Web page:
Wednesday, December 05, 2007

Beer Distribution Game - How to play it .. !

Beer Distribution Supply Chain Management simulation game at Alliance University, Bangalore.

The Beer Distribution game is an interesting supply chain simulation game for the distribution side of the supply chain. It is interesting and students have already indicated that it is beneficial for them.

Here is the brief about the game. (click here for the game work sheet ..)

The Beer Distribution game is a management simulation game played by the participants to get a grasp of supply chain distribution side dynamics of a make-to-stock beer distillery supply chain. The game which originated in MIT in the 60s is very popular and can be suited to be played for any manufactured item which is a make-to-stock.

Details of the game : 

The Distribution side of the supply chain has retailers, wholesalers , distributors and the manufacturer. For example a distribution chain may have two retailers who are being supplied by two wholesalers who in turn are being supplied by a distributor and in turn by the manufacturer. All the players in the chain have their own stock of initial inventory and respective costs of holding and shortage for the inventory.

The moment a downstream entity, for example a retailer places an order on the wholesaler for stock, when he has already run out of stock or will soon in the near future, the wholesaler does not immediately replenish the retailer. Instead, depending on the lead time of replenishment for the wholesaler, the wholesaler replenishes the stock after those fixed time periods. During this time period the retailer has to wait and continue incurring the shortage costs. If the wholesaler does not have enough stocks to replenish the retailer with, he places order on this upstream entity, ie distributor and waits for the lead time period of the distributor to get stocks for him. From this stock he tries to replenish the retailer.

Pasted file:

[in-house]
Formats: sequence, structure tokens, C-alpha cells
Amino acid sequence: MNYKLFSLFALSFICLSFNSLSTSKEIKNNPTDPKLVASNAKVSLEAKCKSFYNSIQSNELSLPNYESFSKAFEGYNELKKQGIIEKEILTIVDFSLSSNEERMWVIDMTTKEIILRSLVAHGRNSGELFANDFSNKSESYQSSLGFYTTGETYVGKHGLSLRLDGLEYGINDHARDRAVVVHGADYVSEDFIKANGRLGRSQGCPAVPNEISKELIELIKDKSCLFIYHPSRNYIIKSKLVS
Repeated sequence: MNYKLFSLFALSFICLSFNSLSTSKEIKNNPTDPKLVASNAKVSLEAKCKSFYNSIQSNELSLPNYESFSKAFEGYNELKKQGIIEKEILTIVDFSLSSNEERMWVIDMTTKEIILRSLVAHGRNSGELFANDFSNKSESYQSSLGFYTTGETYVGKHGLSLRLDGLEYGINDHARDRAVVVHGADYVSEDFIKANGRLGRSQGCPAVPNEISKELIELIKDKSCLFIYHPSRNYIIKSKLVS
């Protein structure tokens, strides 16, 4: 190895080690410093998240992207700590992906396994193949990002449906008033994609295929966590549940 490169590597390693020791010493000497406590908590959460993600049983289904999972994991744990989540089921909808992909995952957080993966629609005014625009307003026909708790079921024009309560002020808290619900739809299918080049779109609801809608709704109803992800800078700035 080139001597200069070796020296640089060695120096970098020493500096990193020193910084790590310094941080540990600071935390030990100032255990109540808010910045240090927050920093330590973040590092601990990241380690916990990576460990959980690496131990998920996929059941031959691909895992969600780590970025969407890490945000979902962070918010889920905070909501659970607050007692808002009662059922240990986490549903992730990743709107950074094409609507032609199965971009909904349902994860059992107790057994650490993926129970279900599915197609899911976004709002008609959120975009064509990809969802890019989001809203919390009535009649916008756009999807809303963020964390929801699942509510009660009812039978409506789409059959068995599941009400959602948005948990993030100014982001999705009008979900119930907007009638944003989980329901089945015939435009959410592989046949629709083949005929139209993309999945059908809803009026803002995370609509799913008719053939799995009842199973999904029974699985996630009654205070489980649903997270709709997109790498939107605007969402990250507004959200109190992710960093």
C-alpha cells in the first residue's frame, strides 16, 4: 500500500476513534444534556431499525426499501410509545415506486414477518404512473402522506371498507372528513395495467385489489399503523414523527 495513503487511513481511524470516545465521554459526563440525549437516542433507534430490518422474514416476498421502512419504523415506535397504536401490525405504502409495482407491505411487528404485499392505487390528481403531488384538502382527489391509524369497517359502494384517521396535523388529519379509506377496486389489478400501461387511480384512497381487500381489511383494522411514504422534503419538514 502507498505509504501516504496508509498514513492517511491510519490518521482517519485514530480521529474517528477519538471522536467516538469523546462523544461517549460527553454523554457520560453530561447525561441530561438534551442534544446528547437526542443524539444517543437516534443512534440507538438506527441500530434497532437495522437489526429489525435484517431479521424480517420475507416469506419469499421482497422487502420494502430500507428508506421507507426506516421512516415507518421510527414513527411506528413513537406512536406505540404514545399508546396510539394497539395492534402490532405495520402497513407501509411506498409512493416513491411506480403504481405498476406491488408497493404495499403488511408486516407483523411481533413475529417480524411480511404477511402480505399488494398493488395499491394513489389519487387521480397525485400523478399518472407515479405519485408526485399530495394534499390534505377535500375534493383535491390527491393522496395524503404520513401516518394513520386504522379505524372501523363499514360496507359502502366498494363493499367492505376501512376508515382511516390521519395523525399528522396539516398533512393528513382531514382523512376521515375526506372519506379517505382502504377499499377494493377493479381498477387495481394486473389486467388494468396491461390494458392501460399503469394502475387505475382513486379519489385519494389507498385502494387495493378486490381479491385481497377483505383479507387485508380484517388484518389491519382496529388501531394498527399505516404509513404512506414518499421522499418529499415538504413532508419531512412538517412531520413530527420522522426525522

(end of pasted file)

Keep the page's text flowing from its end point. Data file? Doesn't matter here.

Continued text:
ALL UNMET ORDERS ARE BACK-ORDERED, ie. all unmet orders are met in the subsequent periods when there are enough stocks with the upstream entity.. The customers who are in direct contact with the retailers place orders with them and are immediately satisfied or replenished. The presence of leadtime for replenishment of stock and back-ordering, adds complexity to the game. The presence of holding costs for excess stocks and shortage costs for short stocks, leads to the entity incurring costs during each cycle of the game.

The game is played for a fixed number of cycles, approximately ten to fifteen, for different customer demand patterns and the total costs incurred by each of the entities is added to get the total supply chain costs.  During the entire duration of the game, the entities do not share their ordering or demand pattern with entities upstream or downstream.

A tabulation (click here for the tabulation chart) is made of the costs incurred and the variance of the orders placed by each of the entity on the entity upstream, is found out. Calculate the mean of the orders and the summation of the square of the deviations of each of the order placed with the mean order size, divided by (n-1) where n is the number of times orders are placed or cycles played..The last half an hour of the game is for discussion of the findings and the variance related discussions, which will help throw lot of light into the distribution side dynamics.

Have an enjoyable time playing the game.


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